I think it’s safe to say that the key to a successful campaign for a particular brand is one that engages consumers. Determining how to take a product and make it appeal to consumers is crucial to giving them a reason to engage – a reason to remember – a reason to purchase. But what is interesting to a consumer? Almost anything can engage a consumer as long as the appeal is right.

Geico Car Insurance – Surprising how engaged consumers were by the British speaking Getco.

Staples Easy Button – A simple concept grounded on the idea that life needs to be simple resonated with people. Nearly 1 million easy buttons were sold.

Burger King – Created a King who is believed to be a classic character of advertising that appealed to children and re-contextualized to a scary setting.

So what’s the moral of the story? You, the advertiser, must understand the consumer you are trying to reach and you must be interesting. If you provide an interesting message, you will find an interested, engaged consumer.

Advertisers Can Learn From Montessori School Teachers

Angelo Fernando at Hoi Polloi left an interesting comment on my earlier notes on Gerald Zaltman’s keynote address today at the Consumer Engagement conference:

I believe there's a lot of work to be done on understanding mental engagement --as opposed to the physical kind. I like your reference to children and education. If you go back to the roots of the Montessori method, you'll find that it's all based on engaging the mind in the pre-computer age. They teach vocabulary, math, geography etc through a combination of interactive devices and socialization. (Full disclosure here: My wife is a Montessori teacher!)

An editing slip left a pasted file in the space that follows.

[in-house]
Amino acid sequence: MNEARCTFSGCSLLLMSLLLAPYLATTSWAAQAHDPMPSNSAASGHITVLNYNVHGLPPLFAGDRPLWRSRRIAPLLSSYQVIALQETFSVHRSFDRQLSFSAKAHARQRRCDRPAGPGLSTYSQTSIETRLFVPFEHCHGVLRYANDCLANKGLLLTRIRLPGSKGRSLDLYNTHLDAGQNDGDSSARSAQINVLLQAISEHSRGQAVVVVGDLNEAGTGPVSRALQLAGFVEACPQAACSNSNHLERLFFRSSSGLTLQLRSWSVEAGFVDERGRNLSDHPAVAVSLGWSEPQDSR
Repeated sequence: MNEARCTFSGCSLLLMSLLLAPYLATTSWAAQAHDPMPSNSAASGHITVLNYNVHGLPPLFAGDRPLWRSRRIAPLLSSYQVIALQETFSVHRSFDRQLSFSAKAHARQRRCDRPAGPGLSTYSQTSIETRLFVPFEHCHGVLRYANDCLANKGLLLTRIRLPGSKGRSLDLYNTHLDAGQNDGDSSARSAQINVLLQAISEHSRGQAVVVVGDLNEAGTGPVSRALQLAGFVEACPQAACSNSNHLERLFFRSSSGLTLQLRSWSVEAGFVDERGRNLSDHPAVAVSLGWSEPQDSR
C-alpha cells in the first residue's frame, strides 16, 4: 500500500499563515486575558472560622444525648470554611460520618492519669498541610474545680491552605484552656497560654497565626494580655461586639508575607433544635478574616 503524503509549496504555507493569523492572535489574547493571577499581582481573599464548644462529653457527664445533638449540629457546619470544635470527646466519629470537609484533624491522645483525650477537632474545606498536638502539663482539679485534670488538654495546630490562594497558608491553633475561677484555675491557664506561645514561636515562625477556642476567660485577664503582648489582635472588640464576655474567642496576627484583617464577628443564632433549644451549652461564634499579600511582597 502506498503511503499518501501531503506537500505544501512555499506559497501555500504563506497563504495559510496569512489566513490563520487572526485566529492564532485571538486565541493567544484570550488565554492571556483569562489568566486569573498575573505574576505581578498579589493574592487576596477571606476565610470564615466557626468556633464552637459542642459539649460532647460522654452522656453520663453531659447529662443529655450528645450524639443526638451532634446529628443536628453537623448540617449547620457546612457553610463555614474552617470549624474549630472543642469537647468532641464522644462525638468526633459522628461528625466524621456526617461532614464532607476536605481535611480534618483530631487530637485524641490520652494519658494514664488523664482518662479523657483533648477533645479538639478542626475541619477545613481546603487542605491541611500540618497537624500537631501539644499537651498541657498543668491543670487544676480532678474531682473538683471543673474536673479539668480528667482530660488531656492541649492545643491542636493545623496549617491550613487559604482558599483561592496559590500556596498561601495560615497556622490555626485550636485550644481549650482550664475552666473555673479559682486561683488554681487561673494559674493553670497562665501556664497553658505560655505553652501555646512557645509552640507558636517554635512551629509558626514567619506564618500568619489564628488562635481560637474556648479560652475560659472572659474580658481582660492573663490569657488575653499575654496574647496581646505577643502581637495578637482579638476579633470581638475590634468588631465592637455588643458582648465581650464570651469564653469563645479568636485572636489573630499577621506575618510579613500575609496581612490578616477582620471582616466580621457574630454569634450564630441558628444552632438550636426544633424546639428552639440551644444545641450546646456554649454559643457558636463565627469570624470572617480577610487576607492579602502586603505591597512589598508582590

The point is, when applying engagement to brands, we need to recognize that merely clicking on something or inviting consumer generated content is not going to create lasting experiences. The consumer needs to participate in the experience beyond clickthroughs. There may be no metrics for experiences --yet-- but it's time to stop measuring things just because we can measure them.

Interesting perspective! I went to Montessori school during the first years of my elementary education. It was a real, wholesome experience, something most advertiers don't understand with their hard-sell, cluttered, mass-marketing campaigns.

Gerald Zaltman Keynote at the Consumer Engagement Confernce

These are on-the-fly notes at the Consumer Engagement Conference; Keynote: Gerald Zaltman, Joseph C. Wilson Professor of Business Administration, Harvard Business School: